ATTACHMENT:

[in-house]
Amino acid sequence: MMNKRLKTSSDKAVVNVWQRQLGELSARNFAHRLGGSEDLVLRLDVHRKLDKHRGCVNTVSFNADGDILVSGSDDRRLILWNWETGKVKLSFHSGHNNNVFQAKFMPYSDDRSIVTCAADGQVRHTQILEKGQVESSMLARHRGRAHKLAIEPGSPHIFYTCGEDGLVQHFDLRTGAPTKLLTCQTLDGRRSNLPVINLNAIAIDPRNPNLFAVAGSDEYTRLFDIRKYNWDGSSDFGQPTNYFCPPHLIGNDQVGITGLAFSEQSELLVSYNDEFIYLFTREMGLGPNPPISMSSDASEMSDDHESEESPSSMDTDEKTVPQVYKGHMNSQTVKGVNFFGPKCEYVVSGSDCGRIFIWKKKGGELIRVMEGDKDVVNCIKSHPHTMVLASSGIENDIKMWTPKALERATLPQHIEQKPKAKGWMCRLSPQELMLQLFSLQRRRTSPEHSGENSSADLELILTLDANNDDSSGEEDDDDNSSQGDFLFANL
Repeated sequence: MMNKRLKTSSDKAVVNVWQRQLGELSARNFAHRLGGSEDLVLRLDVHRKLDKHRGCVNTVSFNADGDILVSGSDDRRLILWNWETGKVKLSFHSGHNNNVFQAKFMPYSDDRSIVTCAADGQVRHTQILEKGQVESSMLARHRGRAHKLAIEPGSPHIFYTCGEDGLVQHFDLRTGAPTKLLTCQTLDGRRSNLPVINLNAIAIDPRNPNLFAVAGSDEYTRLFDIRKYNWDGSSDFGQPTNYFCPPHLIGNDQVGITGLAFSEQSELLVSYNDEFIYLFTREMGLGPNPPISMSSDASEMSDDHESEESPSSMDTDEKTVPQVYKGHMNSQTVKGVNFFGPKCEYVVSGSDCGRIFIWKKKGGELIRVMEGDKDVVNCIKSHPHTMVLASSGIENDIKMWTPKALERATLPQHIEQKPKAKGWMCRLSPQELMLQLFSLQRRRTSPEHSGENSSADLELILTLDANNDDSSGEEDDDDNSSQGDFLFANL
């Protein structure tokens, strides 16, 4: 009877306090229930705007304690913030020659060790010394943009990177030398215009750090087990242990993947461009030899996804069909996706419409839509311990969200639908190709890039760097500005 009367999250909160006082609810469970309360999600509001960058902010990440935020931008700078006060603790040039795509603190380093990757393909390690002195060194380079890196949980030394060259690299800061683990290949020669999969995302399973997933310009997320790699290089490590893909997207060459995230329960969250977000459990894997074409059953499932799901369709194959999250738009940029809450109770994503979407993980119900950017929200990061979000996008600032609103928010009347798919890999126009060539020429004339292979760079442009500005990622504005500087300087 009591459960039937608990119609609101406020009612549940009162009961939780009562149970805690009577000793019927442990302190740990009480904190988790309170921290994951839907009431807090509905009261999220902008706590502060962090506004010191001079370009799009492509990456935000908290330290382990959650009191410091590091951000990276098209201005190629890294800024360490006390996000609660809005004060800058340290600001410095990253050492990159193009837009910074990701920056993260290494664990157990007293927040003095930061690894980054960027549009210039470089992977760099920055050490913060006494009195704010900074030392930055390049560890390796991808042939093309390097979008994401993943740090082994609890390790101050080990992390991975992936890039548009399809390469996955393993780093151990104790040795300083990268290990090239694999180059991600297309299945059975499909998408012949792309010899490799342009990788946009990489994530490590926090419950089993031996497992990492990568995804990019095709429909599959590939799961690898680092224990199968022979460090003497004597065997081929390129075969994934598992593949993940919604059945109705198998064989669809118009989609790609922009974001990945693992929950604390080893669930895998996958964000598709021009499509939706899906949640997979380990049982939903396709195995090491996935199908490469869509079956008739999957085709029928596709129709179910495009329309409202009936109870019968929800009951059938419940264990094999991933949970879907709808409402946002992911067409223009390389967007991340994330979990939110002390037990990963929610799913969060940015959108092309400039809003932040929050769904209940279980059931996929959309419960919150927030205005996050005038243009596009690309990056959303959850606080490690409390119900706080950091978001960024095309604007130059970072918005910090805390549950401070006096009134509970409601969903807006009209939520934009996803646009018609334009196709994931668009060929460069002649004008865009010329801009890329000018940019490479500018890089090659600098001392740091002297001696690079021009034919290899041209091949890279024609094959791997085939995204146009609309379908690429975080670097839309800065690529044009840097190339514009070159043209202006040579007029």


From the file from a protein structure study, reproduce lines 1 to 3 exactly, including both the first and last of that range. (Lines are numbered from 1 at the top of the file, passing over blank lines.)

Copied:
[in-house]
Amino acid sequence: MMNKRLKTSSDKAVVNVWQRQLGELSARNFAHRLGGSEDLVLRLDVHRKLDKHRGCVNTVSFNADGDILVSGSDDRRLILWNWETGKVKLSFHSGHNNNVFQAKFMPYSDDRSIVTCAADGQVRHTQILEKGQVESSMLARHRGRAHKLAIEPGSPHIFYTCGEDGLVQHFDLRTGAPTKLLTCQTLDGRRSNLPVINLNAIAIDPRNPNLFAVAGSDEYTRLFDIRKYNWDGSSDFGQPTNYFCPPHLIGNDQVGITGLAFSEQSELLVSYNDEFIYLFTREMGLGPNPPISMSSDASEMSDDHESEESPSSMDTDEKTVPQVYKGHMNSQTVKGVNFFGPKCEYVVSGSDCGRIFIWKKKGGELIRVMEGDKDVVNCIKSHPHTMVLASSGIENDIKMWTPKALERATLPQHIEQKPKAKGWMCRLSPQELMLQLFSLQRRRTSPEHSGENSSADLELILTLDANNDDSSGEEDDDDNSSQGDFLFANL
Repeated sequence: MMNKRLKTSSDKAVVNVWQRQLGELSARNFAHRLGGSEDLVLRLDVHRKLDKHRGCVNTVSFNADGDILVSGSDDRRLILWNWETGKVKLSFHSGHNNNVFQAKFMPYSDDRSIVTCAADGQVRHTQILEKGQVESSMLARHRGRAHKLAIEPGSPHIFYTCGEDGLVQHFDLRTGAPTKLLTCQTLDGRRSNLPVINLNAIAIDPRNPNLFAVAGSDEYTRLFDIRKYNWDGSSDFGQPTNYFCPPHLIGNDQVGITGLAFSEQSELLVSYNDEFIYLFTREMGLGPNPPISMSSDASEMSDDHESEESPSSMDTDEKTVPQVYKGHMNSQTVKGVNFFGPKCEYVVSGSDCGRIFIWKKKGGELIRVMEGDKDVVNCIKSHPHTMVLASSGIENDIKMWTPKALERATLPQHIEQKPKAKGWMCRLSPQELMLQLFSLQRRRTSPEHSGENSSADLELILTLDANNDDSSGEEDDDDNSSQGDFLFANL